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July 3, 2007 Klamath Water Users and Tribes Negotiate Removal of Warren Buffett’s Dams That Poison Local Communities and Result in Public Health Warnings

Craig-Tucker.jpgBy Craig Tucker
Spokesperson, Karuk Tribe

Water samples from Copco and Iron Gate Reservoirs contain extremely high levels of the toxic blue-green algae Microcystis aeruginosa for the third consecutive year since monitoring began in 2005. Microcystis aeruginosa produces the toxin microcystin which is known to cause liver failure and promote tumor growth. Microcystin exposure can lead to organ failure and death.

The reservoirs are located on the Klamath River near the Oregon border between Ashland, OR and Yreka, CA. The dams are owned by PacifiCorp, a subsidiary of Buffett’s Mid American Energy Holdings Company.

“Although Siskiyou County officials have the responsibility to inform and protect the public from exposure, it’s not their fault these blooms are occurring. Warren Buffett’s dams are to blame,” according Leaf Hillman, Vice Chair of the Karuk Tribe.

Recently officials from the California Water Quality Control Board and the Office of Environmental Health and Hazard Assessment formed a Blue Green Algae (BGA) Work Group. The BGA Work Group recently published a document to provide guidance to local health officials dealing with toxic algae blooms. Samples taken recently from Klamath reservoirs contained cell counts approximately 100 times greater than the threshold at which the BGA Work Group’s document recommends posting alerts to the public.

According to the BGA Work Group Document, when the probability of adverse health affects are high, typical actions by local authorities includes “immediate action to control contact with scums including prohibition of swimming and other water contact activities.”

The blooms occur in the summer as the shallow, nutrient rich water trapped behind the dams heats up and thus provides an optimal environment for the algae to bloom. For years, down river Tribes, fishermen, and conservation groups have called for the removal of the dams to restore runs of salmon that are in dramatic decline and alleviate the toxic blooms.

In May Klamath River Keeper and other affected community members filed a public nuisance claim against PacifiCorp over the role the dams play in creating algae blooms and creating conditions lethal to salmon. Said Hillman, “PacifiCorp is destroying the most vital natural resource river and coastline communities have while poisoning us at the same time.” Lawyers for the plaintiffs include Robert Kennedy, Jr. of the National Water Keeper Alliance and Joseph Cotchett. Tribal and state governments are not plaintiffs in the suit.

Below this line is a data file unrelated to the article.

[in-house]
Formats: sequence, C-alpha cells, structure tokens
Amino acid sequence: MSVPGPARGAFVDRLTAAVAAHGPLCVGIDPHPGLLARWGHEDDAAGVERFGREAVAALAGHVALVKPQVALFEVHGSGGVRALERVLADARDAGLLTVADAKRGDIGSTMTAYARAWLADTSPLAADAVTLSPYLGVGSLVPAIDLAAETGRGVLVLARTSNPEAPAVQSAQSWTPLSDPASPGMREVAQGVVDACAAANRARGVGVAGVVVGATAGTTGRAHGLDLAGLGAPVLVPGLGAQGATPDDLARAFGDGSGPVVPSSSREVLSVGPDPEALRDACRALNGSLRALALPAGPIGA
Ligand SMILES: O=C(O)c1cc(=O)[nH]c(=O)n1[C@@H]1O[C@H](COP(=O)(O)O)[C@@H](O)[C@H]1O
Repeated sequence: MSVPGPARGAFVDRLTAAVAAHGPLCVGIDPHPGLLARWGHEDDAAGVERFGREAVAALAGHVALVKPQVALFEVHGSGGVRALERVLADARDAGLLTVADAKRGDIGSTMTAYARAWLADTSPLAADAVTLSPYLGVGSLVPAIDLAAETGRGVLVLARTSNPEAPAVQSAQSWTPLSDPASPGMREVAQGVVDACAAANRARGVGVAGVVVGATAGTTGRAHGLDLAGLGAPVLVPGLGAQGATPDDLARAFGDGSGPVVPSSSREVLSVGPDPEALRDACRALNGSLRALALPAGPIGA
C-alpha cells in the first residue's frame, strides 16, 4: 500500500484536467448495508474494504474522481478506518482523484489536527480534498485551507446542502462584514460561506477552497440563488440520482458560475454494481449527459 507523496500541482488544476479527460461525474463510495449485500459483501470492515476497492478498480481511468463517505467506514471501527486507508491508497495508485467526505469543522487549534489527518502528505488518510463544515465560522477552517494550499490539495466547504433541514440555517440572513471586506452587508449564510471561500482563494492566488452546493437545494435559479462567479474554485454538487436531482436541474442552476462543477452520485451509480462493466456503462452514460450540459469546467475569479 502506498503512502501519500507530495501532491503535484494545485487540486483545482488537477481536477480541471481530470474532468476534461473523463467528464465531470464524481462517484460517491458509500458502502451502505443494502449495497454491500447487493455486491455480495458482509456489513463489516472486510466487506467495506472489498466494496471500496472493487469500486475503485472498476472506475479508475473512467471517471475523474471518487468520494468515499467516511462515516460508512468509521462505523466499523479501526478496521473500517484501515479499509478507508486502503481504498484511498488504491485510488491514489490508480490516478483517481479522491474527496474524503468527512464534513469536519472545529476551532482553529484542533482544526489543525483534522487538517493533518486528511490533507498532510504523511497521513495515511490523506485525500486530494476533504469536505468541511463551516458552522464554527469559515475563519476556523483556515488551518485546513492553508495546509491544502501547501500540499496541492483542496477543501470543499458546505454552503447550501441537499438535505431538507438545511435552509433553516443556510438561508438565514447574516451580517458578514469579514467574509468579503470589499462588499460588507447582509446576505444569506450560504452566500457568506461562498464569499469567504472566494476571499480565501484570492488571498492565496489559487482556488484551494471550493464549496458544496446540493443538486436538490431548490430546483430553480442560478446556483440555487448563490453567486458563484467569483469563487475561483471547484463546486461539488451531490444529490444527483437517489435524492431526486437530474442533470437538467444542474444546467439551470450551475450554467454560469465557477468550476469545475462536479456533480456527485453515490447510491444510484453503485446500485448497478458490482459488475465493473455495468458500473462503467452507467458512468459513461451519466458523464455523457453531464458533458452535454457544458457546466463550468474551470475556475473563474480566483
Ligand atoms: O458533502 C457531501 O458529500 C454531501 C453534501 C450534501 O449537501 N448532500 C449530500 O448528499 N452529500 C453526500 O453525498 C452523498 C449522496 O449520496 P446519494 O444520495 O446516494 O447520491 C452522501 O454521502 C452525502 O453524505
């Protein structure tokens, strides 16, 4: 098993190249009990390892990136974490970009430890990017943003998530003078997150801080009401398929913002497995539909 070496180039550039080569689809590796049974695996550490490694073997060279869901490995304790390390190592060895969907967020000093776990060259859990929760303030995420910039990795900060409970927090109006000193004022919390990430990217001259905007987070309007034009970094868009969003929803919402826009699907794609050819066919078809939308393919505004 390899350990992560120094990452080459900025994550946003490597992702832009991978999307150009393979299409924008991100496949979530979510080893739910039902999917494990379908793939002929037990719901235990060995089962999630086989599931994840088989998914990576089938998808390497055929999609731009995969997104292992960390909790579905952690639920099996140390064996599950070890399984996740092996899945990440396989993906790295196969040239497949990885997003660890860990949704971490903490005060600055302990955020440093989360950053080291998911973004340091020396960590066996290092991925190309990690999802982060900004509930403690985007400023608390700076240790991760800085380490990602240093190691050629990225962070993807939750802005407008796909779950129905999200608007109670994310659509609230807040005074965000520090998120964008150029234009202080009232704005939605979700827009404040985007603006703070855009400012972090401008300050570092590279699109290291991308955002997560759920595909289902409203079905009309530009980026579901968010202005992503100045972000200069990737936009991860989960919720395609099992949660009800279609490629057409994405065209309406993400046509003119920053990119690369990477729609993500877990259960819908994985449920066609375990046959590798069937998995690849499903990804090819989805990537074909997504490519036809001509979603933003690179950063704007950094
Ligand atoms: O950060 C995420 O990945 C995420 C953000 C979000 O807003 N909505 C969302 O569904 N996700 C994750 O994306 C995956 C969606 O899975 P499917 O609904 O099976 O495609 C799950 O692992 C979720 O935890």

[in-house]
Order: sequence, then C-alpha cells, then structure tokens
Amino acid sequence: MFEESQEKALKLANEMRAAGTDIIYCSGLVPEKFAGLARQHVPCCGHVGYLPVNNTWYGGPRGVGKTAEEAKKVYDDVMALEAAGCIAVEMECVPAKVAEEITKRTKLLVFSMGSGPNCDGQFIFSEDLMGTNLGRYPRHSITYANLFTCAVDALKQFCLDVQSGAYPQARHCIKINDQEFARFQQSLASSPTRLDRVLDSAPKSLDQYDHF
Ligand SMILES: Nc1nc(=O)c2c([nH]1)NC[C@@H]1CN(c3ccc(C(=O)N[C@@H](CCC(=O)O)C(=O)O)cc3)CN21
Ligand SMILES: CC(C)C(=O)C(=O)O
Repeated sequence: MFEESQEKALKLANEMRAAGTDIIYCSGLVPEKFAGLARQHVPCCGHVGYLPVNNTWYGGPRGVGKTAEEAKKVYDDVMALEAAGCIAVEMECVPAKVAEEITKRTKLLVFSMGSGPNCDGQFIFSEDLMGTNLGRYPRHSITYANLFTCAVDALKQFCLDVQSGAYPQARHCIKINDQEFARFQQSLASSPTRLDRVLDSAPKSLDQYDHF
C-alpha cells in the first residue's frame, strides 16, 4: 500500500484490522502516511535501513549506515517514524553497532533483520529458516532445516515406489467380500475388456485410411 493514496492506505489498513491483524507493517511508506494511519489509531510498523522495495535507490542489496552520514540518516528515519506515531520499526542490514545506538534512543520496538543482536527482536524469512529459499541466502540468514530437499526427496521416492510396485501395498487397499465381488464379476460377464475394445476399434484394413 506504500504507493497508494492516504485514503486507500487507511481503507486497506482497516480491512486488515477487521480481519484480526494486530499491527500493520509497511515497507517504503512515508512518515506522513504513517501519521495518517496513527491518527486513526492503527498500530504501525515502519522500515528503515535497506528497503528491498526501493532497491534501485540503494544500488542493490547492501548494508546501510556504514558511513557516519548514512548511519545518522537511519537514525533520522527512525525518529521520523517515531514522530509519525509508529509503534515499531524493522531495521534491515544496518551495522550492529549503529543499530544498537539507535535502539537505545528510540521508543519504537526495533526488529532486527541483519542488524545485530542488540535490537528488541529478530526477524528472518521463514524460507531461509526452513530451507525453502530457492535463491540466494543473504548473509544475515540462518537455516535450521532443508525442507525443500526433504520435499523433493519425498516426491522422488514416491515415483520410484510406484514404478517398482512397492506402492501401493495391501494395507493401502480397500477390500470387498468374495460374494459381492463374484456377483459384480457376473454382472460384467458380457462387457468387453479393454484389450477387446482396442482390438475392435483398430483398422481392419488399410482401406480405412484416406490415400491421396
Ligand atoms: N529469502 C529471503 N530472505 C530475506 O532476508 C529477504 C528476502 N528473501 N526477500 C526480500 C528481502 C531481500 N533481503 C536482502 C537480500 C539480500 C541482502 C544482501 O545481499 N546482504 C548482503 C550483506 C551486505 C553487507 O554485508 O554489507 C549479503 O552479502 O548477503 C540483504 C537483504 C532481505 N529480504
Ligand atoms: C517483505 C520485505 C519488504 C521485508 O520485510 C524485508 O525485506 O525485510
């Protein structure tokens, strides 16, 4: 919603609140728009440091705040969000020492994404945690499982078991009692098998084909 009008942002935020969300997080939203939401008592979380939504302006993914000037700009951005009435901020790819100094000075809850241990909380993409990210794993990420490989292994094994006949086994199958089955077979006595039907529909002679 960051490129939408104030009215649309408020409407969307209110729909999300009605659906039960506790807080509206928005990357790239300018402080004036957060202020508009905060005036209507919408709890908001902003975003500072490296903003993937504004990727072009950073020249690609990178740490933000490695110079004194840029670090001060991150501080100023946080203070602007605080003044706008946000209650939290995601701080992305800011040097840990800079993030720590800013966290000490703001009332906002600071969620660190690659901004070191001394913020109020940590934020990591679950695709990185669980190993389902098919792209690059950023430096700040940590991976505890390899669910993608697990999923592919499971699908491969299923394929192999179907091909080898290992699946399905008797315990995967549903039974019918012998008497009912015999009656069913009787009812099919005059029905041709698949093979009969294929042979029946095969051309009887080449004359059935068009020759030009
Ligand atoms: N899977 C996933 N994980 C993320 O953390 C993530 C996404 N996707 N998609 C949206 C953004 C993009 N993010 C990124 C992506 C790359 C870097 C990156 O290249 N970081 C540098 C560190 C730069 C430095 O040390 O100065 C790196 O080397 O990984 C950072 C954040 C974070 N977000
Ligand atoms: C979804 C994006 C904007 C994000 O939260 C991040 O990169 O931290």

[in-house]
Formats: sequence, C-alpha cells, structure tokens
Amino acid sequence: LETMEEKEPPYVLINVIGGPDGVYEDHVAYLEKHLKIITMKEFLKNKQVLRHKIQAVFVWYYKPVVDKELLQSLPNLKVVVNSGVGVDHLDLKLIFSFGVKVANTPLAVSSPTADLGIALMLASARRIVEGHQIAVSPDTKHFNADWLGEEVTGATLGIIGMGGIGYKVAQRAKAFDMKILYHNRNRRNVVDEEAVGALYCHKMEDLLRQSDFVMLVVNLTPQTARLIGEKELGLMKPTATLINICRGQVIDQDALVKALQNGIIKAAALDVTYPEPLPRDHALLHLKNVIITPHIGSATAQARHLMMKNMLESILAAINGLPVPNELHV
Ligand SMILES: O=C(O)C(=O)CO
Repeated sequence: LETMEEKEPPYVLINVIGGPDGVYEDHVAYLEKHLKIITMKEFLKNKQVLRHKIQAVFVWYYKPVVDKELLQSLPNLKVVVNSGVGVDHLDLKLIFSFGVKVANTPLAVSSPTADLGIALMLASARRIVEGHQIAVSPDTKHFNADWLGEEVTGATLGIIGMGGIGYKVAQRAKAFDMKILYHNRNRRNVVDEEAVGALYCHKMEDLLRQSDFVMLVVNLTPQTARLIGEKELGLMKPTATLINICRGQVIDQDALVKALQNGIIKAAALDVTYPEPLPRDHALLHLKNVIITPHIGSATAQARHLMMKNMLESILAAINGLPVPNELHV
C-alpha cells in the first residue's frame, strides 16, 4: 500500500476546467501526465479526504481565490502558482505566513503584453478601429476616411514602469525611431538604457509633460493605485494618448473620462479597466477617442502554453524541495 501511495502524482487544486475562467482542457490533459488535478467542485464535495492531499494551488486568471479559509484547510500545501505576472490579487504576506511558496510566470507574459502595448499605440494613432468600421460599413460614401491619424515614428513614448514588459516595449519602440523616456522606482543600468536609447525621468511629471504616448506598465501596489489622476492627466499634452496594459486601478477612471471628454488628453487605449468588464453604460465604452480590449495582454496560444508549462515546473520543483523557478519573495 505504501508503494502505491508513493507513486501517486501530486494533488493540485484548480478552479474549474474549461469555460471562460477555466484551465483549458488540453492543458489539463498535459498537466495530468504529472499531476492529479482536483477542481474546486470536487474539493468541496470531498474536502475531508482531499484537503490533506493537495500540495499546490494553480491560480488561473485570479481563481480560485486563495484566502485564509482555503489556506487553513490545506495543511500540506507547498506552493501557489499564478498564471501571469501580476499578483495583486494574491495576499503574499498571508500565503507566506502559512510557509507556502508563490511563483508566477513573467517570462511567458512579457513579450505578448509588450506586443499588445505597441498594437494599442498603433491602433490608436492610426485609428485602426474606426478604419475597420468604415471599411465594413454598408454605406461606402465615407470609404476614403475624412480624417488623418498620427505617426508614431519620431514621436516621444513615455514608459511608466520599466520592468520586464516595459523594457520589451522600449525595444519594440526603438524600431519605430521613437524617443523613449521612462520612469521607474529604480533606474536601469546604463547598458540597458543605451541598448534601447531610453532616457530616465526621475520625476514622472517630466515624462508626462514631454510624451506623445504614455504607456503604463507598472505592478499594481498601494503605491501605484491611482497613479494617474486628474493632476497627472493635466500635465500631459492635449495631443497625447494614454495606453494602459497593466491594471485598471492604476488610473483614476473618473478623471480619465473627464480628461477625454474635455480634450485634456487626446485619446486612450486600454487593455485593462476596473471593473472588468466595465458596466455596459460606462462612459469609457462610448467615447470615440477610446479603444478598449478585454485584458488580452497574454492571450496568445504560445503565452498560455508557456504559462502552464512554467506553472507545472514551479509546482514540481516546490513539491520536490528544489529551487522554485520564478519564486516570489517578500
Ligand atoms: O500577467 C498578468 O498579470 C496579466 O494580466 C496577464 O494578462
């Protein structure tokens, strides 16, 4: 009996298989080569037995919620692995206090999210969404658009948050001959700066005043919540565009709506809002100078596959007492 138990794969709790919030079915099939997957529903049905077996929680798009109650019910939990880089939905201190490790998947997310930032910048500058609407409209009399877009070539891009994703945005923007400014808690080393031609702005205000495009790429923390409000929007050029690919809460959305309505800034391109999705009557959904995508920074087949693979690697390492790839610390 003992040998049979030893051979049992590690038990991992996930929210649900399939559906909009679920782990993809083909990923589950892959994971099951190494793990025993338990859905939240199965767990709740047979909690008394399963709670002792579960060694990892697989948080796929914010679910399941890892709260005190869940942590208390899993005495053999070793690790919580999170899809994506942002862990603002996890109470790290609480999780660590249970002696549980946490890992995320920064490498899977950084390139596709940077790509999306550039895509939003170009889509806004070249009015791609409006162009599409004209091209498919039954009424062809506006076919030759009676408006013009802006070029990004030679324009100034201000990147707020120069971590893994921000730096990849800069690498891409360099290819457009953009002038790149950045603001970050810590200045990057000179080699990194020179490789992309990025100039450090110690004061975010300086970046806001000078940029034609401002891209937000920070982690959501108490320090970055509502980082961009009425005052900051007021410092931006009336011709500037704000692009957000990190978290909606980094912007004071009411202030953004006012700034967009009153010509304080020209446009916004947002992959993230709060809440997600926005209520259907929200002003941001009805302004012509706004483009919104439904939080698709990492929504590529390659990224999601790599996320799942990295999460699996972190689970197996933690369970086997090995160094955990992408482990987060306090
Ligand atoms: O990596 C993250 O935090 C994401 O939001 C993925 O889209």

Last May, Hillman and other Tribal leaders joined with conservation groups and fishermen to take their grievances straight to Buffett at Warranpalooza, the annual shareholders’ meeting of Buffett’s investment firm Berkshire Hathaway. Buffett declined to address the groups’ appeal to remove the Klamath dams.

“In the end, PacifiCorp’s investors and ratepayers will hold its management accountable. Not only is removing these toxic waste factories the moral thing to do, it’s the economically sound decision as well,” stated Hillman.

Hillman refers to the economic analysis performed by the California Energy Commission which concludes that PacifiCorp would save over $100 million by removing the dams instead of meeting the terms of a new operational license.

Currently over two dozen Klamath Basin stakeholders are seeking to negotiate an agreement that would remove the dams as well as address issues of in stream flows and power needs of farmers.

“Everyone in the Klamath Basin is working on solutions to these problems. Its time for PacifiCorp to get real about removing these dams and stop exploiting Klamath communities and their own ratepayers,” concluded Hillman.

For more information, see the California Coastal Commission sediment study that concludes that dams can be removed safely.

Craig Tucker received his B.S. in biochemistry from Clemson University in 1993 and a Ph.D. in biochemistry from Vanderbilt University in 1999. He was the Outreach Director at Friends of the River, developing grassroots campaigns on a variety of California water issues. Each campaign was based on the connection between sustainable environmental policy and social justice. Currently Craig is the Campaign Coordinator for the Karuk Tribe's 'Bring the Salmon Home' campaign. The goal: removal of four dams on the Klamath River which would represent the largest dam removal project in history. Tucker and the Karuk Tribe have produced a film, "Solving the Klamath Crisis; Keeping Farms and Fish Alive".

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